She was also a curator and co-curator of multiple groundbreaking exhibitions at AMNH, including the Theodore Roosevelt Memorial Hall (Permanent Exhibition), Lonesome George – Last Known Pinta Island Tortoise (September 2014 – January 2015), Our Global Kitchen: Food, Nature, Culture (2012 – 2013, co-curated with Dr. Mark Norell), Water: H20 = Life (2007 –2008), Yellowstone to Yukon (2006 –2007), and Voices from South of the Clouds: China’s Yunnan Province  (2005 –2006, co-curated with Dr. Laurel Kendall), among others. These traveling exhibits reached national and international audiences in more than 20 locations.

Among these many accomplishments, perhaps Eleanor’s most significant contribution was her devoted mentorship of others. Eleanor directly mentored some 80 students, including 37 Ph.D. and 22 Masters candidates, and also supported the careers of many other students and early-career professionals through the CBC and the Richard Gilder Graduate School, through her roles at Columbia University’s Department of Ecology, Evolution and Environmental Biology where she was Adjunct Professor (2017-2021) and Director of Graduate Studies (2002-2012). 

Many students sought out her guidance because they were doing “radical” work, which was either interdisciplinary or weaving together knowledge systems, and they required mentorship that was not available in their programs.  She taught at multiple other higher education institutions, including the University of Hawaiʻi and Princeton University. The lives of hundreds of conservationists from around the world – from Brooklyn to Bolivia to the Solomon Islands to Uruguay – have been profoundly changed by Eleanor. 

Eleanor was also a major contributor to the advancement of societies and organizations in the capacity of advisor, board member, and trustee. The fifty organizations that benefited from her expertise and energy in this way include the Society for Conservation Biology, the Center for Humans and Nature, The Nature Conservancy New York State Board, Island Conservation, the National Geographic Society, the Yale University Institute for Biospheric Studies Scientific Advisory, three Commissions of the IUCN, and the Museum’s Women in Natural Sciences Chapter.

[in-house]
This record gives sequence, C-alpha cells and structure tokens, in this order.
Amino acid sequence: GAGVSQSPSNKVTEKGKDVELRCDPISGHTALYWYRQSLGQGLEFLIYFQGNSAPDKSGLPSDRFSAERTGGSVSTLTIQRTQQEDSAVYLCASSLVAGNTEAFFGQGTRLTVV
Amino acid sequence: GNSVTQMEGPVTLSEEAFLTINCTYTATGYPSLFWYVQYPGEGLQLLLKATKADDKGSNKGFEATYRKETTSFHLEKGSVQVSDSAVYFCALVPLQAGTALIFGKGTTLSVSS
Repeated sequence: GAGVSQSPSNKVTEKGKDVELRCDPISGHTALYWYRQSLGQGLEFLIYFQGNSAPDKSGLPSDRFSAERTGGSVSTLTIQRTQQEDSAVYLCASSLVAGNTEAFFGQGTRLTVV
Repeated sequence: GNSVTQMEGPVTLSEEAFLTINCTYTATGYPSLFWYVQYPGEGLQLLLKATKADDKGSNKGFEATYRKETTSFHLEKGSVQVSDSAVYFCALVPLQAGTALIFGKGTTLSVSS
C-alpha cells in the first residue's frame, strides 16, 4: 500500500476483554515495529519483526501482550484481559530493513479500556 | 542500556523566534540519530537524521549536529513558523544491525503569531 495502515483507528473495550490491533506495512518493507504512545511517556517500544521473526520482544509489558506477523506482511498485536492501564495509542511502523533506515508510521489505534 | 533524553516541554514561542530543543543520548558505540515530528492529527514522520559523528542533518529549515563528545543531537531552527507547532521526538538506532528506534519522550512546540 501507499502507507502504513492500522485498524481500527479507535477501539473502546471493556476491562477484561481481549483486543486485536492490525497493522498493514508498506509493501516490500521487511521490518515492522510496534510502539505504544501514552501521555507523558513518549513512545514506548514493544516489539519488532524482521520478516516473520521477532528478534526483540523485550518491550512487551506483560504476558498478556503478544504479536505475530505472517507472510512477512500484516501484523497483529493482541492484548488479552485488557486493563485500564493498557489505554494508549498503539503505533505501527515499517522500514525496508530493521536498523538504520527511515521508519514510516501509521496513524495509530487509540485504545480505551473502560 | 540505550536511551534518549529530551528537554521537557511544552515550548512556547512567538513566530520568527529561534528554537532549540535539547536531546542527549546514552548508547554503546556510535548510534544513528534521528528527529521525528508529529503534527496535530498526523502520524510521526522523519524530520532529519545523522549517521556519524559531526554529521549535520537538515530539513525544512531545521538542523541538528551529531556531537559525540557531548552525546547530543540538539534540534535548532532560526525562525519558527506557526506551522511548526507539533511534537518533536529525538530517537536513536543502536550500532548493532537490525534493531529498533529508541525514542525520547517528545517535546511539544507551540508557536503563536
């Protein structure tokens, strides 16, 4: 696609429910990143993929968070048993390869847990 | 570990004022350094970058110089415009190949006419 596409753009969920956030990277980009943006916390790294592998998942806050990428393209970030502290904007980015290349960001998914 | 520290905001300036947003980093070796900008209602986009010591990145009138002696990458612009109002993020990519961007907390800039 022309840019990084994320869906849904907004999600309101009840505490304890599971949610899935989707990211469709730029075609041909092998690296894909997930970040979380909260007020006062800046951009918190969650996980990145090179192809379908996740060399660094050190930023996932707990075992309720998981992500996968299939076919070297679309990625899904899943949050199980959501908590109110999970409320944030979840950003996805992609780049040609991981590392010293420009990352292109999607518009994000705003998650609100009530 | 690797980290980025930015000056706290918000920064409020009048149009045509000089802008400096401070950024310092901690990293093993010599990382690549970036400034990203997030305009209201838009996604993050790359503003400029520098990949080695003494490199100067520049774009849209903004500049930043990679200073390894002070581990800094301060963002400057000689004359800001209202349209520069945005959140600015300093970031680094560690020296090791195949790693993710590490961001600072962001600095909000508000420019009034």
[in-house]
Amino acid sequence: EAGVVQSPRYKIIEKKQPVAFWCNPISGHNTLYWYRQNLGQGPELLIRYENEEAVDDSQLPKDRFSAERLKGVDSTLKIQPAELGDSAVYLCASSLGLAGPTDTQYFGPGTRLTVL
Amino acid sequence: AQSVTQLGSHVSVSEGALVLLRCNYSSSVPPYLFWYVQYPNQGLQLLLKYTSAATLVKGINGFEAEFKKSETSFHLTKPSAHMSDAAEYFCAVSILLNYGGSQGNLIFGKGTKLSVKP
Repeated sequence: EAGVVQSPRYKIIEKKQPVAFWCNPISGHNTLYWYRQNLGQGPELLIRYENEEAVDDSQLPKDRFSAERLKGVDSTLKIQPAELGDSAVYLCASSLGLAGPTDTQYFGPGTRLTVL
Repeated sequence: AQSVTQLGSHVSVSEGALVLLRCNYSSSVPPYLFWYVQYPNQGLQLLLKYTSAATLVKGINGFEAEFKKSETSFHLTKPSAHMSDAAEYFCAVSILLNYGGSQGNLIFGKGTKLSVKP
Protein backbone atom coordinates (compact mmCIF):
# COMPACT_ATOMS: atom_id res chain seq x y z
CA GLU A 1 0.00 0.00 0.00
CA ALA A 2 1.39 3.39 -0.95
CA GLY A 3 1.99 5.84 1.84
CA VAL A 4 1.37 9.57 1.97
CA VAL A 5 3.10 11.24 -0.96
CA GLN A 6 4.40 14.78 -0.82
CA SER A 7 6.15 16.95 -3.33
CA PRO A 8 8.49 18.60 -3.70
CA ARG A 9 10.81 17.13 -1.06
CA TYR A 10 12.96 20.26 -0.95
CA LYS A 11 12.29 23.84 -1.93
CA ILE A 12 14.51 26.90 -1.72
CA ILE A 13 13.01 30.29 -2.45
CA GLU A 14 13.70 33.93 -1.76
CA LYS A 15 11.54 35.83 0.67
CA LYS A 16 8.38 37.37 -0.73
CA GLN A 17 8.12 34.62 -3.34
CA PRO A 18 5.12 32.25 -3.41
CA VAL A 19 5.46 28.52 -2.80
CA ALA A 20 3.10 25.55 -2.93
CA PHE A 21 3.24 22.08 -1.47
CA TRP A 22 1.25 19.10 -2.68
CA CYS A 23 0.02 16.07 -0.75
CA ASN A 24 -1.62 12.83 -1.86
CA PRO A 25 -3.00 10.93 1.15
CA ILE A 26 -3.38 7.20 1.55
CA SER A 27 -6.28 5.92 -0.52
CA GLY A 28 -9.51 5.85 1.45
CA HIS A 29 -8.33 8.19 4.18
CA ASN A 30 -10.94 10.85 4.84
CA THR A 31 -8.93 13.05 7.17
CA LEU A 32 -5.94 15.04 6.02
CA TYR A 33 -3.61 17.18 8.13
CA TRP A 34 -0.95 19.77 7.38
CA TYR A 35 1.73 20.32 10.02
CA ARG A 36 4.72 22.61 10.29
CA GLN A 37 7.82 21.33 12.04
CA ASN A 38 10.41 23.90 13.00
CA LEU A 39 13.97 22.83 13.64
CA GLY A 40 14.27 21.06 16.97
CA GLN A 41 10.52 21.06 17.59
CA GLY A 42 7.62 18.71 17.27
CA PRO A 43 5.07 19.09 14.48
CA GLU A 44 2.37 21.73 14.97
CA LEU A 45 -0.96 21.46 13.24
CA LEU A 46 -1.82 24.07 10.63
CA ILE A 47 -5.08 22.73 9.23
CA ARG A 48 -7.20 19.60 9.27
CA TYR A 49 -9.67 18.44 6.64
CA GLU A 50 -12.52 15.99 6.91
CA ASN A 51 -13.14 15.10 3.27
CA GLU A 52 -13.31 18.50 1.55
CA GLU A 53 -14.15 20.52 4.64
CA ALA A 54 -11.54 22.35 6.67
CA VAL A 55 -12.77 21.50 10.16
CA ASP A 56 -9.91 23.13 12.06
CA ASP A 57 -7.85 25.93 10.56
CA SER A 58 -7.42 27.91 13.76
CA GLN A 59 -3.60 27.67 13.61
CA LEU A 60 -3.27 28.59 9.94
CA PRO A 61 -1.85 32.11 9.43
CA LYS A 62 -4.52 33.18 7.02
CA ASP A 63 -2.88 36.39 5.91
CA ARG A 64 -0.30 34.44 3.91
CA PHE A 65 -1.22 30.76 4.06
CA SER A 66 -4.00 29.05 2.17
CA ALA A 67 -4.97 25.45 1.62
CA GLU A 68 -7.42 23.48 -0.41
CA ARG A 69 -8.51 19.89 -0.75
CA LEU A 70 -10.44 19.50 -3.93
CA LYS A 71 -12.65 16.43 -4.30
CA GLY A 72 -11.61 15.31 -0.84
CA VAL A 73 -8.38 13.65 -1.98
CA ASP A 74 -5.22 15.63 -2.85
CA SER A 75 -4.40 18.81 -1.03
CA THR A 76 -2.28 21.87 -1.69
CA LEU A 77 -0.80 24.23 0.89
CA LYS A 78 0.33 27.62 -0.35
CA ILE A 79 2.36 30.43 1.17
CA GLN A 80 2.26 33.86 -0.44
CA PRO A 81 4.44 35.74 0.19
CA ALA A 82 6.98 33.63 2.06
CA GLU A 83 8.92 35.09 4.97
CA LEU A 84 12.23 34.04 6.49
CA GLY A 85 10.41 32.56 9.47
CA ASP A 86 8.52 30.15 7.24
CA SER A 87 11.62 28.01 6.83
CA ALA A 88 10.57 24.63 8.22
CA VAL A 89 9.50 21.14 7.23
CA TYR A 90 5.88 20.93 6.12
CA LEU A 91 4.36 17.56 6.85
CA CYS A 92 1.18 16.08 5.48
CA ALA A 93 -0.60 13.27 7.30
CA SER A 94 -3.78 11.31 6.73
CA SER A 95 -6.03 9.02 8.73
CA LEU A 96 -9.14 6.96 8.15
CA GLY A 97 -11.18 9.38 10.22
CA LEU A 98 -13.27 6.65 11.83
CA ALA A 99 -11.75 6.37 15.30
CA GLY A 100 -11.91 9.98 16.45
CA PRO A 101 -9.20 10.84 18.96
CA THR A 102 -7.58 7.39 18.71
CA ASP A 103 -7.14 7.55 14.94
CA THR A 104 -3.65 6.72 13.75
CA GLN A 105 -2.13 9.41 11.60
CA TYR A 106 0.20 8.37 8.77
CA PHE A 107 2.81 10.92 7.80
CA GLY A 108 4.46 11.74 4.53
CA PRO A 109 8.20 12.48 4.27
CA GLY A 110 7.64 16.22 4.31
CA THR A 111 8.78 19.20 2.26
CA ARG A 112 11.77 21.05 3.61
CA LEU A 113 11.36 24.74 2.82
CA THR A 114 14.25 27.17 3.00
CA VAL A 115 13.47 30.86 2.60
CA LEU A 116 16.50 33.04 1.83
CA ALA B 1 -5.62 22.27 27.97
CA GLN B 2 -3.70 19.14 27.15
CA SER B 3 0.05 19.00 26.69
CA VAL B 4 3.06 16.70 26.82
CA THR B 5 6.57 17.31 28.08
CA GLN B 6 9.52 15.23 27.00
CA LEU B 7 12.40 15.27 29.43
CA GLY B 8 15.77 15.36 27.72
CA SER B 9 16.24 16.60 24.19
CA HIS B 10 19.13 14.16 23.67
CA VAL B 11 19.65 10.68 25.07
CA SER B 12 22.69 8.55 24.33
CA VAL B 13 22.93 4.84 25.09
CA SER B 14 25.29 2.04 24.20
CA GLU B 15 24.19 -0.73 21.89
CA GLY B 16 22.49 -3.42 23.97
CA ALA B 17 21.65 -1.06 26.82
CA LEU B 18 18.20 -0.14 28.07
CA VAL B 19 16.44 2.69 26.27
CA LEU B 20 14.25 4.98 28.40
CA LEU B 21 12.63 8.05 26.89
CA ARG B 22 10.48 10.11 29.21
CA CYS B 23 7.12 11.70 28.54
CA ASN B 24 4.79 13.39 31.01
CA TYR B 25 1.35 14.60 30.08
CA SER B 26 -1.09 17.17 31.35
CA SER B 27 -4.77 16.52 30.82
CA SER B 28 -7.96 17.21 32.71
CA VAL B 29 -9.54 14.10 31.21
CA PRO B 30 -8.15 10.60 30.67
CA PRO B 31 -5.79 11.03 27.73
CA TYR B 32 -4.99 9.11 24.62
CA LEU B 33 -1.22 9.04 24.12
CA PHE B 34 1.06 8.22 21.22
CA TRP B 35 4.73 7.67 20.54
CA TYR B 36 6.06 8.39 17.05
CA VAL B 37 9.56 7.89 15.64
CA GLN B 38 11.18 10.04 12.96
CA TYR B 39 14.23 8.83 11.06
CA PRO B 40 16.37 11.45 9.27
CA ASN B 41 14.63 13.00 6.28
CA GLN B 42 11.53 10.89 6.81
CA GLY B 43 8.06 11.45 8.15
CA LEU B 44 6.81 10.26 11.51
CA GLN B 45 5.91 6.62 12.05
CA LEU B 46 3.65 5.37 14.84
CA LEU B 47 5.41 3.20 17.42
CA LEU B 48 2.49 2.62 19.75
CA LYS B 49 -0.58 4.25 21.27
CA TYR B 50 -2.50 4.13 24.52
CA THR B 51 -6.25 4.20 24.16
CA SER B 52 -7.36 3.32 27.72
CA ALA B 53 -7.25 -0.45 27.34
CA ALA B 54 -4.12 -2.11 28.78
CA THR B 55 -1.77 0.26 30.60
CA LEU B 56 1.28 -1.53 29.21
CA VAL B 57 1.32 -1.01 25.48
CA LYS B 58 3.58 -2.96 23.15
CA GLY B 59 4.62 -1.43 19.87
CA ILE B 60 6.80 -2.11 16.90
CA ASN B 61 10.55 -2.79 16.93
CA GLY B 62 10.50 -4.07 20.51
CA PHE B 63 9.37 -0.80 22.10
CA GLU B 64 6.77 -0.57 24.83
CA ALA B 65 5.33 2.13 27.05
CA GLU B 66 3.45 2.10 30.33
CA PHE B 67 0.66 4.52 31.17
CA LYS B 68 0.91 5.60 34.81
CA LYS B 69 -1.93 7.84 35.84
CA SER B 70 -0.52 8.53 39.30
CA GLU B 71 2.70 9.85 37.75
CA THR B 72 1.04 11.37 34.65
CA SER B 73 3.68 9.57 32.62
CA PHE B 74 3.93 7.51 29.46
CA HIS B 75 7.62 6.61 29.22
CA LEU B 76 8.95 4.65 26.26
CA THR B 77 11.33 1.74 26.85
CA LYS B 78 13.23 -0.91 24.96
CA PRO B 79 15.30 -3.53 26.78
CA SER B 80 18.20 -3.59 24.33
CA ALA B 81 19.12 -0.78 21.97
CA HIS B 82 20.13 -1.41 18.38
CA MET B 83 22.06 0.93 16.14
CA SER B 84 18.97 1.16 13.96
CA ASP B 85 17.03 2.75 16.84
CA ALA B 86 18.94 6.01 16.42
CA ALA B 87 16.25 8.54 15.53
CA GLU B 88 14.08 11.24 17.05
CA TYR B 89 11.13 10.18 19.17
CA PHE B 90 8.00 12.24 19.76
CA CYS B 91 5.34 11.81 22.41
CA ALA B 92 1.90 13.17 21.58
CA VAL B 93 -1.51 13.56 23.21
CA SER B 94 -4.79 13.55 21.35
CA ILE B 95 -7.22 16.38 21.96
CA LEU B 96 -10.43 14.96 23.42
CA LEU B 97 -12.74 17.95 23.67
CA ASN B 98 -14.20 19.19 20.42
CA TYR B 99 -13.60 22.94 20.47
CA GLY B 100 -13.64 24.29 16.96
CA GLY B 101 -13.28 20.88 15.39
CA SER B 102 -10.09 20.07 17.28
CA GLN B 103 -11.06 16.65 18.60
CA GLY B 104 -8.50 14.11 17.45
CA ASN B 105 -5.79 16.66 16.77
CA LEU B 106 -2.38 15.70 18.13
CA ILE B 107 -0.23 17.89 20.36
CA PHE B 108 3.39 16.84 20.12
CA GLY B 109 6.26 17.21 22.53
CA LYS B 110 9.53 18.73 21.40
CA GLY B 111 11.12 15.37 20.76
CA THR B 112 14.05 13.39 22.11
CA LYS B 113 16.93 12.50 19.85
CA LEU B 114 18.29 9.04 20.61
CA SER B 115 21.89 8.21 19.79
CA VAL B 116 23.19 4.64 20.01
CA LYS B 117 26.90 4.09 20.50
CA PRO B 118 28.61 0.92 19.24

Her contributions have been recognized in the form of multiple prizes and awards including the Society for Conservation Biology (SCB) Distinguished Service Award (2013), the IUCN Commission on Environmental, Economic and Social Policy (CEESP) inaugural award for Meritorious Research (2016), the Yale University Wilbur Lucius Cross Medal (2016), an Honorary Doctorate of Science from SUNY ESF (2018), and most recently, the IUCN Fred M. Packard International Parks Merit Award (2023). 

Aside from her extraordinary, groundbreaking work as a scientist, Eleanor was an excellent athlete (a long-distance runner), a gifted musician, and a talented craftsperson.  As an undergraduate at Yale, she performed with Whim ‘n Rhythm, the senior SSAA  a cappella group.  She was known as a “true soprano” and sang a gorgeous rendition of the opening of “Somewhere Over the Rainbow.”  Eleanor also loved quilting and sewing; many of her friends and colleagues cherish pieces that she made for them.  

With her untimely passing, the conservation community mourns the loss of a brilliant and creative mind, a tireless and visionary collaborator, a devoted mentor, a champion for equity and inclusion, an inspiring colleague, a skilled crafter, and a beloved friend. She will be deeply missed.

In lieu of flowers, the family requests donations be made to the Eleanor J. Sterling Fund, established in Eleanor’s honor to support the Hawai’i Institute of Marine Biology: 

Details for a celebration of Eleanor’s remarkable life will be announced at: